I want to prove the following:

(1) There is a parameter transformation from the continuous curve $c: \mathbb R \to \mathbb R^2; t \mapsto (t, \lvert t \rvert)$ into a smooth curve.
(2) Every continuous parameter transformation from $c$ into a smooth curve is not regular.

(1) I noticed that every bijective function $f$ that is smooth with $f^{(n)}(0) = 0$ works. Since polynomials become eventually constant with $f^{(k)} \neq 0$ for some $k\in \mathbb N$ we need some other function. From basic analysis we know that $f: \mathbb R \to \mathbb R$ defined by $$f(t) := \begin{cases}e^{-1/t} & t \neq 0 \\ 0 & t=0\end{cases}$$ is smooth with $f^{(n)} = 0$ for each $n\in \mathbb N$. But to make it bijective and satisfy $f(t) = -f(-t)$ we modify it:$$f(t) := \begin{cases}te^{-1/|t|} & t \neq 0 \\ 0 & t=0\end{cases}$$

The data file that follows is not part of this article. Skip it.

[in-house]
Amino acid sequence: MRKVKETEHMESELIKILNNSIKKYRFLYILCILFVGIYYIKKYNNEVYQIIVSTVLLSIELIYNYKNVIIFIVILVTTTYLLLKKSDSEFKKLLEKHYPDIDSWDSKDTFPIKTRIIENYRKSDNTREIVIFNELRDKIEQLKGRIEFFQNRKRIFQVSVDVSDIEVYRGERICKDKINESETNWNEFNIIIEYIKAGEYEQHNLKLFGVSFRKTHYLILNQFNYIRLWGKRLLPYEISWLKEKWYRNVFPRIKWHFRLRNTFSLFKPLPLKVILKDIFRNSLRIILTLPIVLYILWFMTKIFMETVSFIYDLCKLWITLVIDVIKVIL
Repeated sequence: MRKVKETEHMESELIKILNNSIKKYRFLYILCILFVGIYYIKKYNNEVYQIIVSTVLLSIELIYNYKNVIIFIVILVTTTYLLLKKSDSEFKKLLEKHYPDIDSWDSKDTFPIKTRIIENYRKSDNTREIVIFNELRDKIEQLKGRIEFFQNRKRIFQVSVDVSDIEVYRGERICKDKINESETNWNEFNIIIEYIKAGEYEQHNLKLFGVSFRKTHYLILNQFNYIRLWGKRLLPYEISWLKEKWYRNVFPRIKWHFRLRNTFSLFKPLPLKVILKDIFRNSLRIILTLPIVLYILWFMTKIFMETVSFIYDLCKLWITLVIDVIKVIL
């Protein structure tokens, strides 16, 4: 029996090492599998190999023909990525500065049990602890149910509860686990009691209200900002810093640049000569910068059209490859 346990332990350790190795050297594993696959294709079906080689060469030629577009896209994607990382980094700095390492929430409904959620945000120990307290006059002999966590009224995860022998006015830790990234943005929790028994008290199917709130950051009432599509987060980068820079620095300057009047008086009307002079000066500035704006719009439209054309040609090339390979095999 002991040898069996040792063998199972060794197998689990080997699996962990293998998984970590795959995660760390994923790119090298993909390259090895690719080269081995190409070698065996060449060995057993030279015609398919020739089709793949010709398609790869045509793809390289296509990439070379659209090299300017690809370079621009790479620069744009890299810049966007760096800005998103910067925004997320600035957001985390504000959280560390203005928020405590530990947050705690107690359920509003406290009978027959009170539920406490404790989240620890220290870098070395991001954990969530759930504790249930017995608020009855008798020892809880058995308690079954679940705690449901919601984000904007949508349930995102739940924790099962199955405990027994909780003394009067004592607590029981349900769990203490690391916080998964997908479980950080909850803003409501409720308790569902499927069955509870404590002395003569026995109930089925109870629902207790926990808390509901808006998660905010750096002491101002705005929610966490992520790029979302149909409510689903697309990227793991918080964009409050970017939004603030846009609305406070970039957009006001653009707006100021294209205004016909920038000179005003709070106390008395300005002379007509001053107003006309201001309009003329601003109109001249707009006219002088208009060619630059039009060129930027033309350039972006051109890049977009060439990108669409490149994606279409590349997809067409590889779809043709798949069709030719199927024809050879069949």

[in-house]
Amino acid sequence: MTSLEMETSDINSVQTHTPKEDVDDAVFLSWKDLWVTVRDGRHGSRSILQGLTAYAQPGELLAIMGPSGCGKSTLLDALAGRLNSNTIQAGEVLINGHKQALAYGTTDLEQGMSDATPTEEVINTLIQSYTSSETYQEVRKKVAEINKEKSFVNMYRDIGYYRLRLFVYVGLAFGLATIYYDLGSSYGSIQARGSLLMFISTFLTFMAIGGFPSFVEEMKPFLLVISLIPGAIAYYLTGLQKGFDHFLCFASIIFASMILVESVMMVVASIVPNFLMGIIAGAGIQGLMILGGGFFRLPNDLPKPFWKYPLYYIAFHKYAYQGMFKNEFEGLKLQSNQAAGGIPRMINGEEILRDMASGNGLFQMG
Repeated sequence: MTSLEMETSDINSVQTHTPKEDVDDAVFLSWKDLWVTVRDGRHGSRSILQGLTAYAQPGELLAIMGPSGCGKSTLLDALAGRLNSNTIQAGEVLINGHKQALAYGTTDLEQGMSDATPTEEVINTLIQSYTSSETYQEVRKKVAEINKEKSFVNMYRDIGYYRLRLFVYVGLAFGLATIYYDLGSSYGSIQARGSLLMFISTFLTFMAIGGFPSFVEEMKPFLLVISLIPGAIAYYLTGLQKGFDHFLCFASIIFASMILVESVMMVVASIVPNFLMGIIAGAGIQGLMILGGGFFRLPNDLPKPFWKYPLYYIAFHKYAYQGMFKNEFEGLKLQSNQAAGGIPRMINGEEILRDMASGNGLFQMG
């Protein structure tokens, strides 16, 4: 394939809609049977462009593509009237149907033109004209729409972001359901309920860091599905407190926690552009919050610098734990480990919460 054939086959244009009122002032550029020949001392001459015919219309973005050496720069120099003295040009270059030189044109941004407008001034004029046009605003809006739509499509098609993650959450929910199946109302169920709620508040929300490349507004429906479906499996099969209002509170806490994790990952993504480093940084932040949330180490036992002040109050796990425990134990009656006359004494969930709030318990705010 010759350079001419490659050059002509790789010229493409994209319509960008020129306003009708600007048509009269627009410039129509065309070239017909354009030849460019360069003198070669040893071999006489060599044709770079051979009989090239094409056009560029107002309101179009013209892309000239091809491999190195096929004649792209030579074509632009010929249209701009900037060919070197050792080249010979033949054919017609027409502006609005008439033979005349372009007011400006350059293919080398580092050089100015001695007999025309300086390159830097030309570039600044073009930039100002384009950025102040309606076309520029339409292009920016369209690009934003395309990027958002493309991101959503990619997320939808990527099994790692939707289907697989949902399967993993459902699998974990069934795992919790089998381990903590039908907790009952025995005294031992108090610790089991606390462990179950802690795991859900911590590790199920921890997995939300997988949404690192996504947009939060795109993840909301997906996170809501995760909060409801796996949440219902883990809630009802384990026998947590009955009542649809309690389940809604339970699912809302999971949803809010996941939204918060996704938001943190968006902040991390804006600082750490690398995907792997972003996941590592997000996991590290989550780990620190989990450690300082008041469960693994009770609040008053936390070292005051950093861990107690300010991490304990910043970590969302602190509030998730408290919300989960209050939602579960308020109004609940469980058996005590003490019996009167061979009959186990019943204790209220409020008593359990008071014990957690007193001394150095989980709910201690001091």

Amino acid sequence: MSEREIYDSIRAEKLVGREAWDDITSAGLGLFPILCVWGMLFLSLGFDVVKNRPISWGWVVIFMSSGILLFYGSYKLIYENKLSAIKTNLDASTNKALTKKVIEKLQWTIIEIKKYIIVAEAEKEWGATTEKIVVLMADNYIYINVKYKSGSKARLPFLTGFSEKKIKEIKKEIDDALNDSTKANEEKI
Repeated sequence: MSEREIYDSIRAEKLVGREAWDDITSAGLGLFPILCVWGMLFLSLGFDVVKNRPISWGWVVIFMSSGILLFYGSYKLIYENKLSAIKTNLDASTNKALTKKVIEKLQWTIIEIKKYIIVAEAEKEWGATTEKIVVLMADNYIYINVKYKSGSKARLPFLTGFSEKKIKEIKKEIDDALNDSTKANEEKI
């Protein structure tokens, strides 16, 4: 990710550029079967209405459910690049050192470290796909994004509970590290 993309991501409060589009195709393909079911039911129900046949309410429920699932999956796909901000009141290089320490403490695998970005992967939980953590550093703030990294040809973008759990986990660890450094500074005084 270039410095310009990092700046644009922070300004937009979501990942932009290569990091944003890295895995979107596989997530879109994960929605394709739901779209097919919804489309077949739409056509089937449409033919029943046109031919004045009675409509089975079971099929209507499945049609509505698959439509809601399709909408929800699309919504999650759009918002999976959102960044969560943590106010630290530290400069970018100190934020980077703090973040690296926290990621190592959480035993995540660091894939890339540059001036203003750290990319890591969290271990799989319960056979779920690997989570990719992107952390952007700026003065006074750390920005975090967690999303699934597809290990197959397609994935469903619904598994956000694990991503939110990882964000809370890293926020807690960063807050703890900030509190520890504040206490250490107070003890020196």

It's easy to see that this function is indeed bijective and smooth. Finally, applying the transformation $f$ we get our smooth curve: $$d:\mathbb R \to \mathbb R^2; t \mapsto(f(t), \lvert f(t) \rvert)$$ Is this correct so far?
(2) Let $d = c \circ f$ be a continuous parameter transformation into a smooth curve. We need to show $\exists t\in \mathbb R$ such that $d'(t) = 0$. Claim: $d'(0) = 0$. But how do prove this? Using differential quotients I don't quiet get to what I want to show...


We have $d’=\bigl(f’,\frac{f}{|f|}\cdot f’\bigr)=f’\cdot(1,f/|f|)$. Now if $f’(0)$ wouldn’t be zero, $d$ wouldn’t be continuous in zero.


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